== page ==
WASHINGTON — The District of Columbia celebrates Emancipation Day on April 16. On that day in 1862, President Abraham Lincoln signed the District of Columbia Compensated Emancipation Act.
With its signing, over 3,000 enslaved persons were freed eight months before the Emancipation Proclamation liberated slaves in the South. It's also the only example of compensation by the federal government to former owners of emancipated slaves.
The full document is below:
Fellow-Citizens of the Senate and the House of Representatives:
The act entitled “an act for the release of certain persons held to service or labor in the District of Columbia,” has this day been approved and signed.
I have never doubted the constitutional authority of Congress to abolish slavery in this district, and I have ever desired to see the National Capital freed from the institution in some satisfactory way. Hence there has never been in my mind any question upon the subject except the one of expediency, arising in view of all the circumstances. If there be matters within and about this act which might have taken a course or shape more satisfactory to my judgments, I do not attempt to specify them. I am gratified that the two principles of compensation and colonization are both recognized and practically applied in the act.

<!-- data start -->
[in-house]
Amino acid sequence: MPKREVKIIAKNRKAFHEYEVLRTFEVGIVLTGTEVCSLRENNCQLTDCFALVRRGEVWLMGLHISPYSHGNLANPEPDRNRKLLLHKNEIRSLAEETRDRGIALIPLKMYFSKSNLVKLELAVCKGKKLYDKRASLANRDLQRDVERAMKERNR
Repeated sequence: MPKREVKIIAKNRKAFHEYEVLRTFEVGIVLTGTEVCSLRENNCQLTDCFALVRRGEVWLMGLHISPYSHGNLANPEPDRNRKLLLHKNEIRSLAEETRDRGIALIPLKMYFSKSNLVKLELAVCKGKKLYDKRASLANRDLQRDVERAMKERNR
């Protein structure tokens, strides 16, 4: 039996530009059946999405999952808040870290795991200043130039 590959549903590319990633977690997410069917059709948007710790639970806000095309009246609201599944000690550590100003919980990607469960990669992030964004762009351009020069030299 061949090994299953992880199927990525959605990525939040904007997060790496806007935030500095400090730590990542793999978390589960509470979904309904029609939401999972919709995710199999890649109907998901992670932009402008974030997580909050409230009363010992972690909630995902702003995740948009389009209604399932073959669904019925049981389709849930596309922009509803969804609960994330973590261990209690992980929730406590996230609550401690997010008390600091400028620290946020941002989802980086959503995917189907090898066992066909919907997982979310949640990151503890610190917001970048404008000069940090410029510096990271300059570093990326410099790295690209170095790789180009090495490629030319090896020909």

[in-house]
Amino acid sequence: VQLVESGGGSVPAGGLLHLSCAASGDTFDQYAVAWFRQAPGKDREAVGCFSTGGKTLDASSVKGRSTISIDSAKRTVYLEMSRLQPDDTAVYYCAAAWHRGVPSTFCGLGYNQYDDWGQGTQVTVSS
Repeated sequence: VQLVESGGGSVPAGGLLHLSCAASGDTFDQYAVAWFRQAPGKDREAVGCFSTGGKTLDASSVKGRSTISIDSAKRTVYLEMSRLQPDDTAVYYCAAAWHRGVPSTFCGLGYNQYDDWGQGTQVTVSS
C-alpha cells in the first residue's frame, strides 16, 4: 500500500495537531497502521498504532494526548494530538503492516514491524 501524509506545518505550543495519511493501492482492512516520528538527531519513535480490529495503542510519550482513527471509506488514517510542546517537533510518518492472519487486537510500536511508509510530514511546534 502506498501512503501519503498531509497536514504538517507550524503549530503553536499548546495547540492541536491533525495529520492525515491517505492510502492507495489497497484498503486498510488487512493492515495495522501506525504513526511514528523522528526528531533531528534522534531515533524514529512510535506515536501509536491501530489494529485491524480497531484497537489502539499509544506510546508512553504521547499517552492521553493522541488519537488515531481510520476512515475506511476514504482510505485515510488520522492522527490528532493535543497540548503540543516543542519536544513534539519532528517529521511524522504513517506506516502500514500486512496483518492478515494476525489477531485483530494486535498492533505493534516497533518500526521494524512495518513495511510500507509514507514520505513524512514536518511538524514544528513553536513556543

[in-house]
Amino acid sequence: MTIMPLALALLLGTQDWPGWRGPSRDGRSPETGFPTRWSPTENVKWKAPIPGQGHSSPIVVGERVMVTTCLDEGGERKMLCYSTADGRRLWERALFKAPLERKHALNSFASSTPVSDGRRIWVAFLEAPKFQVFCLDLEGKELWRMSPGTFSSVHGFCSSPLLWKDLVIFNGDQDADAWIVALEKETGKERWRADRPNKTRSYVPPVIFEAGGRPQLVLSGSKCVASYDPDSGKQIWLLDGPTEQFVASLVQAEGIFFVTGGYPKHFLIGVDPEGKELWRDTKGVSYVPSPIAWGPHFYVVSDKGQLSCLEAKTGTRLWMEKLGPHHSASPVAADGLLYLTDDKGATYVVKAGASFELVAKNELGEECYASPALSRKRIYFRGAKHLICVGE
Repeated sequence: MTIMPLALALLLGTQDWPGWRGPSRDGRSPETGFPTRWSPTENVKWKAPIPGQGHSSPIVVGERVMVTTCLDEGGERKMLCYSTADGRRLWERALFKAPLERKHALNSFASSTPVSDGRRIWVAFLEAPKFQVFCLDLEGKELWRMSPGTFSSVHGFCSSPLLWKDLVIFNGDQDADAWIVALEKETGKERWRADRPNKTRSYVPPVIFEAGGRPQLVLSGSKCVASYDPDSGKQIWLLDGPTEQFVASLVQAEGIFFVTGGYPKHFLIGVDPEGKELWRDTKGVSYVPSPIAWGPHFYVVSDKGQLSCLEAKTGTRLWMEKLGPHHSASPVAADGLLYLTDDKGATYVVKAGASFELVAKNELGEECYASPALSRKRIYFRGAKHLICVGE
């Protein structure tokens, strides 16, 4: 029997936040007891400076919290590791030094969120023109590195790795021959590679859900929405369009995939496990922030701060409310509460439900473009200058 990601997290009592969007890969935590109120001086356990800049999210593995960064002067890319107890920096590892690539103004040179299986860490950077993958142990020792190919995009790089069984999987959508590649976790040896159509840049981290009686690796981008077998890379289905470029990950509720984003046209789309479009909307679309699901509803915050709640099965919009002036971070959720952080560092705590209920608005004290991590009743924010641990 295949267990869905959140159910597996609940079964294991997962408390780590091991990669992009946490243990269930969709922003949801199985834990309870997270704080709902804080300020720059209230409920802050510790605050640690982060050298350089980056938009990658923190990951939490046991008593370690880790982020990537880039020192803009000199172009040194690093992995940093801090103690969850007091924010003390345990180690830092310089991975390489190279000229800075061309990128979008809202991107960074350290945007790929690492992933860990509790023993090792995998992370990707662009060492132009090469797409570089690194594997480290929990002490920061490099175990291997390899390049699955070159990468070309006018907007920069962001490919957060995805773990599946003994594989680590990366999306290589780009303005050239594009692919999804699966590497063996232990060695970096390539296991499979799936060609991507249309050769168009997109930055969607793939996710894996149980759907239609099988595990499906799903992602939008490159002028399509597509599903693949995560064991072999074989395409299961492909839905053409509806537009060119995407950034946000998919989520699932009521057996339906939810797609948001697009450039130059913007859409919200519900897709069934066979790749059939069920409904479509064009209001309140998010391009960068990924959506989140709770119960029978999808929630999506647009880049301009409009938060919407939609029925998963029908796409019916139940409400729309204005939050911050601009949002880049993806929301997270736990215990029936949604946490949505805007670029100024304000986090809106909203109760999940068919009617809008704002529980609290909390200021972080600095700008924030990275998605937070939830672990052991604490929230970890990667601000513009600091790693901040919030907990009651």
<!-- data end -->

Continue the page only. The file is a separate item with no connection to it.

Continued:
In the matter of compensation, it is provided that claims may be presented within ninety days from the passage of the act, “but not thereafter”, and there is no savings for minors, femes covert, insane or absent persons, I presume this is an omission by mere oversight, and I recommend that it be supplied by an amendatory or supplemental act.
Washington, April 16, 1862.
According to historian C.R. Gibbs, April 16 remained a special day in the hearts of the District’s Black residents. On the first emancipation day anniversary after the end of the Civil War, the city’s black community organized a huge parade. The District of Columbia emancipation day parade became an annual event that continued into the early years of the twentieth century.
Emancipation Day was made a public holiday in the District in 2005.
Since it is a legal holiday in D.C., the government and its services will be closed on Friday.
The Department of Motor Vehicles will be closed, as will meal distribution sites run by D.C. Public Schools, and all publicly run COVID-19 testing sites. Vaccination sites will remain open, however.
This year's celebration will be a virtual one due to the pandemic. Mayor Muriel Bowser's office will mark the anniversary with a push for D.C. statehood.